Hello Everyone--

I am linking from this page to the handout I did for assessment. You'll see: it's not fancy. You can be fancy, but you don't have to be. Remember what I said: If someone was walking down the street and asked you about your topic, you'd whip out this handout and hand it to them. They could read it. And then they'd sort of be experts at it and be able to have a conversation about your topic and look pretty smart.

So, some things to say about the handout:

1) I don't really quote many critics. You could quote more from your article, but I was just doing this to show you. I tried to pick quotes that would be good talking points--they are a statement that begs conversation.

2) My opening is sort of long for a definition, but I'm showing you what I mean by "what I learned." This isn't direct summary of any article, this is what I learned from reading about assessment (and obviously reading more than just Kittle and Nagin).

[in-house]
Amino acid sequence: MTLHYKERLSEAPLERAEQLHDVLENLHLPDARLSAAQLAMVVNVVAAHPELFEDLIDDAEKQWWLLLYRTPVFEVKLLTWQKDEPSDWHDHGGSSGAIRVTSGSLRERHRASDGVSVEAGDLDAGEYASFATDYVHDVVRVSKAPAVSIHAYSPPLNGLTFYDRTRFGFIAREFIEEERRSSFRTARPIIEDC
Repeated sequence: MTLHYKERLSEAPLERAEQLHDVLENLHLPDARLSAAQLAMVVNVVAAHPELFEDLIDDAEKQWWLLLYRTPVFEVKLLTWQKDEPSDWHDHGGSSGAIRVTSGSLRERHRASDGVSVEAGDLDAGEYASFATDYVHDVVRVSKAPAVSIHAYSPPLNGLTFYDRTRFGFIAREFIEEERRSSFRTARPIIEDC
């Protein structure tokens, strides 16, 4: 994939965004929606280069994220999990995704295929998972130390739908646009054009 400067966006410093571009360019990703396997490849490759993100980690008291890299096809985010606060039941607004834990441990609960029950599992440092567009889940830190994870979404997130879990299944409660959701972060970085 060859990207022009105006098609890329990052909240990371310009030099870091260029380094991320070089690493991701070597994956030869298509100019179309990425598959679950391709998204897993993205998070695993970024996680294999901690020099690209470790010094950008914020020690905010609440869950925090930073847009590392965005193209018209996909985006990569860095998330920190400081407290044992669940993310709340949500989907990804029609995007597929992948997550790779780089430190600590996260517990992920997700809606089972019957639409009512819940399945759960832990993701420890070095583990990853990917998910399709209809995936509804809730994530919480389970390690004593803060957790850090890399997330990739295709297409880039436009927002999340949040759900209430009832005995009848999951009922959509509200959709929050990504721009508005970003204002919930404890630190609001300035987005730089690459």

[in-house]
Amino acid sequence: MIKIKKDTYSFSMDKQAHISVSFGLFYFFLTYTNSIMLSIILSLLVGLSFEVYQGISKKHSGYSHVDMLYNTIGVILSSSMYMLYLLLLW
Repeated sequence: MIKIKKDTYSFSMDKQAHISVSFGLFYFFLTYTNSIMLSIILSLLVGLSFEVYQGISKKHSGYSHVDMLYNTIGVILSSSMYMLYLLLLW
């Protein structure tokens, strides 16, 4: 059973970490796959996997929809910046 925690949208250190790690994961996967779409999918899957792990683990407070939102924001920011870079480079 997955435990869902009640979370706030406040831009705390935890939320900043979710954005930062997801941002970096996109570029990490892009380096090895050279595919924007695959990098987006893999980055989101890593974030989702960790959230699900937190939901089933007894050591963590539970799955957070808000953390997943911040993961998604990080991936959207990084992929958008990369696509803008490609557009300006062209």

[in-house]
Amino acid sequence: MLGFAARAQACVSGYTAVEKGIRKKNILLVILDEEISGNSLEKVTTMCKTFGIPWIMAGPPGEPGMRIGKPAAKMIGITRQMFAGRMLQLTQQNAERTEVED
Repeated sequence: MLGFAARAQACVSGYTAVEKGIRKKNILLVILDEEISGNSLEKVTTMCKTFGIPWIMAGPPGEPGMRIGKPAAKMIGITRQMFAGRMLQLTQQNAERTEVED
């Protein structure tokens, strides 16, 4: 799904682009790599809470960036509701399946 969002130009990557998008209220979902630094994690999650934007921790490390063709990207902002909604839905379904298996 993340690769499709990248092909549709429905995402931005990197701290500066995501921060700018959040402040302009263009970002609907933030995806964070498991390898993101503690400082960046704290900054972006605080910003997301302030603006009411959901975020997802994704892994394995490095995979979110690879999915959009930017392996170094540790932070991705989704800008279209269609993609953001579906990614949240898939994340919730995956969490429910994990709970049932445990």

3) My closing is just the things that, I think, are the most important thing that I could tell someone about Assessment. It's sort of a condensed version of my big, long definition section.

SO, HAVING SAID ALL THAT. . .

You don't have to have any of these particular categories. What you need to do is what I say above: create a kind of cheat sheet for someone to learn about your topic.

So without further ado. . . external image vnd.openxmlformats-officedocument.wordprocessingml.document.png Assessment.handout.docx